Results from Screening Polyurethane Foam Based Consumer Products for Flame Retardant Chemicals: Assessing Impacts on the Change in the Furniture Flammability Standards.
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Flame retardant (FR) chemicals have often been added to polyurethane foam to meet required state and federal flammability standards. However, some FRs (e.g., PBDEs and TDCIPP) are associated with health hazards and are now restricted from use in some regions. In addition, California's residential furniture flammability standard (TB-117) has undergone significant amendments over the past few years, and TDCIPP has been added to California's Proposition 65 list. These events have likely led to shifts in the types of FRs used, and the products to which they are applied. To provide more information on the use of FRs in products containing polyurethane foam (PUF), we established a screening service for the general public. Participants residing in the US were allowed to submit up to 5 samples from their household for analysis, free of charge, and supplied information on the product category, labeling, and year and state of purchase. Between February 2014 and June 2016, we received 1141 PUF samples for analysis from various products including sofas, chairs, mattresses, car seats and pillows. Of these samples tested, 52% contained a FR at levels greater than 1% by weight. Tris(1,3-dichloroisopropyl)phosphate (TDCIPP) was the most common FR detected in PUF samples, and was the most common FR detected in all product categories. Analysis of the data by purchasing date suggests that the use of TDCIPP decreased in recent years, paralleled with an increase in the use of TCIPP and a nonhalogenated aryl phosphate mixture we call "TBPP." In addition, we observed significant decreases in FR applications in furniture products and child car seats, suggesting the use of additive FRs in PUF may be declining, perhaps as a reflection of recent changes to TB-117 and Proposition 65. More studies are needed to determine how these changes in FR use relate to changes in exposure among the general population.
Published Version (Please cite this version)10.1021/acs.est.6b01602
Publication InfoCooper, Ellen M; Kroeger, Gretchen; Davis, Katherine; Clark, Charlotte R; Ferguson, P Lee; & Stapleton, Heather M (2016). Results from Screening Polyurethane Foam Based Consumer Products for Flame Retardant Chemicals: Assessing Impacts on the Change in the Furniture Flammability Standards. Environmental science & technology, 50(19). 10.1021/acs.est.6b01602. Retrieved from https://hdl.handle.net/10161/17099.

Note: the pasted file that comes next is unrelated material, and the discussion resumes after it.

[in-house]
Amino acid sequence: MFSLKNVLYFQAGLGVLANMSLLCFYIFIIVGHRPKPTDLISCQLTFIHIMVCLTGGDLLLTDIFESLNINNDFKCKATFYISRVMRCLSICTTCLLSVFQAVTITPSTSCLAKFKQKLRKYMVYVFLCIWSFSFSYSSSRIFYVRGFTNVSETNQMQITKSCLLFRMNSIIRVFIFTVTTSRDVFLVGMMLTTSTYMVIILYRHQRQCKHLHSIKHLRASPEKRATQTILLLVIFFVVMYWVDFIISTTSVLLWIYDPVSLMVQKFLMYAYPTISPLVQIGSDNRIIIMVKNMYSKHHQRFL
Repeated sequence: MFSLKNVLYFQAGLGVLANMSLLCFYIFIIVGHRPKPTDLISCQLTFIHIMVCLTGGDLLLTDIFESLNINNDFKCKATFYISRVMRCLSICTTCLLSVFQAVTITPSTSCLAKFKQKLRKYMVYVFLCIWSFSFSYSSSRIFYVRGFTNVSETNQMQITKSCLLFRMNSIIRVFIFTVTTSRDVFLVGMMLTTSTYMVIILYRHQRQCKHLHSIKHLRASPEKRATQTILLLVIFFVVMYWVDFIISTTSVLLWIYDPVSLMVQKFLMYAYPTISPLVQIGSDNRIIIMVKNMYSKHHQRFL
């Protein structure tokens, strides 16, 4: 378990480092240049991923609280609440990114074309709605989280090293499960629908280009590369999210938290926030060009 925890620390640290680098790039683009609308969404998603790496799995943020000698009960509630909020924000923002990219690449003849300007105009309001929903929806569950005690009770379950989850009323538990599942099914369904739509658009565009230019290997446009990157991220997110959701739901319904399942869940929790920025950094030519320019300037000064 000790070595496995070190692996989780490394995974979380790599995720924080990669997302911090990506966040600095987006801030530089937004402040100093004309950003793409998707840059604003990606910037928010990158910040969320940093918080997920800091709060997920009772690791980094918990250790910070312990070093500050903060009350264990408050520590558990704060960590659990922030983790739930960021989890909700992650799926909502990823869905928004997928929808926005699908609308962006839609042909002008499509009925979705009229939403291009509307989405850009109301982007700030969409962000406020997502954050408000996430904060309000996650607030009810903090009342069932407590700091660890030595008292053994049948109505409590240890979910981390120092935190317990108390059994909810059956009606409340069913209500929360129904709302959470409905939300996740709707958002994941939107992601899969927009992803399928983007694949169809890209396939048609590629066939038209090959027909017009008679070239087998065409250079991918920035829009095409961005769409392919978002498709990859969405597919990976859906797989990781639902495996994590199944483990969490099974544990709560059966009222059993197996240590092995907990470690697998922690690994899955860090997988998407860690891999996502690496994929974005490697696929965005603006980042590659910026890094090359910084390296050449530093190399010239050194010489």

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Assistant Professor of the Practice of Sustainability in the Division of Environmental Sciences and Policy
Clark's primary interest is the intersection of collective learning and collective action. She studies how environmental education can contribute to management of common pool resources, and how informal learning processes engage with behavior change for individuals and communities around environmental issues. She applies these concepts in work around campus sustainability, and leads the Education Subcommittee of Duke's Campus Sustainability Committee. She uses and teaches qualitative research me
Associate Professor of Civil and Environmental Engineering
Dr. Ferguson is an Environmental Analytical Chemist who joined Duke in 2009 after six years as an assistant professor in the Department of Chemistry & Biochemistry at the University of South Carolina. Research in the Ferguson laboratory is focused on development of novel methods for trace analysis of organic and nanoparticulate contaminants in the aquatic environment. Specifically, the laboratory uses high performance mass spectrometry techniques (e.g. UHPLC-Orbitrap MS/MS) to det
Ronie-Richele Garcia-Johnson Distinguished Professor
Dr. Stapleton's research focuses on understanding the fate and transformation of organic contaminants in aquatic systems and in indoor environments. Her main focus has been on the bioaccumulation and biotransformation of brominated flame retardants, and specifically polybrominated diphenyl ethers,(PBDEs). Her current research projects explore the routes of human exposure to flame retardant chemicals and examine the way these compounds are photodegraded and metabolized using mass spectrometry to
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